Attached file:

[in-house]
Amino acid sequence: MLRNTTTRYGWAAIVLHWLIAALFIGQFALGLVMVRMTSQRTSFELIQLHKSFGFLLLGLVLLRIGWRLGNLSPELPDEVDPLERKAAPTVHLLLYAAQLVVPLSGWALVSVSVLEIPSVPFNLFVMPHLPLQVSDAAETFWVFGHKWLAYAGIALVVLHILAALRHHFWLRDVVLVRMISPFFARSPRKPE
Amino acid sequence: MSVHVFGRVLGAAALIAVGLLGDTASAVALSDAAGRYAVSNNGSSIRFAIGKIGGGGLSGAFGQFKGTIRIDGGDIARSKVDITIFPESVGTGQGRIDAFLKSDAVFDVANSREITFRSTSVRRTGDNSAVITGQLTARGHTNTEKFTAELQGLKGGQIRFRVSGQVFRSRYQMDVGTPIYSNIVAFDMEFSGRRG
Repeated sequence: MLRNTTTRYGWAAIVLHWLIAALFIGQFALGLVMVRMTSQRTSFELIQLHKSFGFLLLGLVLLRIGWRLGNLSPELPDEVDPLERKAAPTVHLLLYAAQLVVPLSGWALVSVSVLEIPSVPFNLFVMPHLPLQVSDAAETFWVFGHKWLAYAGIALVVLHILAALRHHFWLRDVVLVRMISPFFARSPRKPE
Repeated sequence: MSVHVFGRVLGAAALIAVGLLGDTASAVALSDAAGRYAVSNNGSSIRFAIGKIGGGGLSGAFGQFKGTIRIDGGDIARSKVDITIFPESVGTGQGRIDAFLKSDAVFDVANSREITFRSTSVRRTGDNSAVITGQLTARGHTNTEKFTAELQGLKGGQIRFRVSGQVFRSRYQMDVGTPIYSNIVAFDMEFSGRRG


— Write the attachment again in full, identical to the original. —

[in-house]
Amino acid sequence: MLRNTTTRYGWAAIVLHWLIAALFIGQFALGLVMVRMTSQRTSFELIQLHKSFGFLLLGLVLLRIGWRLGNLSPELPDEVDPLERKAAPTVHLLLYAAQLVVPLSGWALVSVSVLEIPSVPFNLFVMPHLPLQVSDAAETFWVFGHKWLAYAGIALVVLHILAALRHHFWLRDVVLVRMISPFFARSPRKPE
Amino acid sequence: MSVHVFGRVLGAAALIAVGLLGDTASAVALSDAAGRYAVSNNGSSIRFAIGKIGGGGLSGAFGQFKGTIRIDGGDIARSKVDITIFPESVGTGQGRIDAFLKSDAVFDVANSREITFRSTSVRRTGDNSAVITGQLTARGHTNTEKFTAELQGLKGGQIRFRVSGQVFRSRYQMDVGTPIYSNIVAFDMEFSGRRG
Repeated sequence: MLRNTTTRYGWAAIVLHWLIAALFIGQFALGLVMVRMTSQRTSFELIQLHKSFGFLLLGLVLLRIGWRLGNLSPELPDEVDPLERKAAPTVHLLLYAAQLVVPLSGWALVSVSVLEIPSVPFNLFVMPHLPLQVSDAAETFWVFGHKWLAYAGIALVVLHILAALRHHFWLRDVVLVRMISPFFARSPRKPE
Repeated sequence: MSVHVFGRVLGAAALIAVGLLGDTASAVALSDAAGRYAVSNNGSSIRFAIGKIGGGGLSGAFGQFKGTIRIDGGDIARSKVDITIFPESVGTGQGRIDAFLKSDAVFDVANSREITFRSTSVRRTGDNSAVITGQLTARGHTNTEKFTAELQGLKGGQIRFRVSGQVFRSRYQMDVGTPIYSNIVAFDMEFSGRRG